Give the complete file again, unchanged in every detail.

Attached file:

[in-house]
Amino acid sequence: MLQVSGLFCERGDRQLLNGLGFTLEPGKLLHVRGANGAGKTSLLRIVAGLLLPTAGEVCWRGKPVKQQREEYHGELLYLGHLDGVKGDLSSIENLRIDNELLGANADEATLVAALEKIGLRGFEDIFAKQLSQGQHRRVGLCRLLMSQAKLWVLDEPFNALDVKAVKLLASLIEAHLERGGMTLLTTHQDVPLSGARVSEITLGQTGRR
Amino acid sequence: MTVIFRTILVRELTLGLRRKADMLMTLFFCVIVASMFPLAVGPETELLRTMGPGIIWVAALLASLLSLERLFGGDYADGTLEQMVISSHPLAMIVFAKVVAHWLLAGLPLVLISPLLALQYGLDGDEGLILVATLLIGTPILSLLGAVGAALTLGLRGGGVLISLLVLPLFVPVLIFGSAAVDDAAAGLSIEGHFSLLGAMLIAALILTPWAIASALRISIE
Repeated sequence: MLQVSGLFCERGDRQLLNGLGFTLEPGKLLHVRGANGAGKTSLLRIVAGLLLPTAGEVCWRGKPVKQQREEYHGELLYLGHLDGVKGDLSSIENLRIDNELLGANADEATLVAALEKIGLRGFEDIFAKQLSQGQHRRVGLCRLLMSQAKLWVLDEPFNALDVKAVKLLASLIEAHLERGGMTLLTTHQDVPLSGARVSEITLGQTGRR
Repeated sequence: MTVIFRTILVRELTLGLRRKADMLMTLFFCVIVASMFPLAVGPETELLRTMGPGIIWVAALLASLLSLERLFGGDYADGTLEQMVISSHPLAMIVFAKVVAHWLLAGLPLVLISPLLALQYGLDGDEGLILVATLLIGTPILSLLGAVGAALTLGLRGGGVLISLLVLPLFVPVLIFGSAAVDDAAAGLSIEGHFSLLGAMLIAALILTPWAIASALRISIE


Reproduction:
[in-house]
Amino acid sequence: MLQVSGLFCERGDRQLLNGLGFTLEPGKLLHVRGANGAGKTSLLRIVAGLLLPTAGEVCWRGKPVKQQREEYHGELLYLGHLDGVKGDLSSIENLRIDNELLGANADEATLVAALEKIGLRGFEDIFAKQLSQGQHRRVGLCRLLMSQAKLWVLDEPFNALDVKAVKLLASLIEAHLERGGMTLLTTHQDVPLSGARVSEITLGQTGRR
Amino acid sequence: MTVIFRTILVRELTLGLRRKADMLMTLFFCVIVASMFPLAVGPETELLRTMGPGIIWVAALLASLLSLERLFGGDYADGTLEQMVISSHPLAMIVFAKVVAHWLLAGLPLVLISPLLALQYGLDGDEGLILVATLLIGTPILSLLGAVGAALTLGLRGGGVLISLLVLPLFVPVLIFGSAAVDDAAAGLSIEGHFSLLGAMLIAALILTPWAIASALRISIE
Repeated sequence: MLQVSGLFCERGDRQLLNGLGFTLEPGKLLHVRGANGAGKTSLLRIVAGLLLPTAGEVCWRGKPVKQQREEYHGELLYLGHLDGVKGDLSSIENLRIDNELLGANADEATLVAALEKIGLRGFEDIFAKQLSQGQHRRVGLCRLLMSQAKLWVLDEPFNALDVKAVKLLASLIEAHLERGGMTLLTTHQDVPLSGARVSEITLGQTGRR
Repeated sequence: MTVIFRTILVRELTLGLRRKADMLMTLFFCVIVASMFPLAVGPETELLRTMGPGIIWVAALLASLLSLERLFGGDYADGTLEQMVISSHPLAMIVFAKVVAHWLLAGLPLVLISPLLALQYGLDGDEGLILVATLLIGTPILSLLGAVGAALTLGLRGGGVLISLLVLPLFVPVLIFGSAAVDDAAAGLSIEGHFSLLGAMLIAALILTPWAIASALRISIE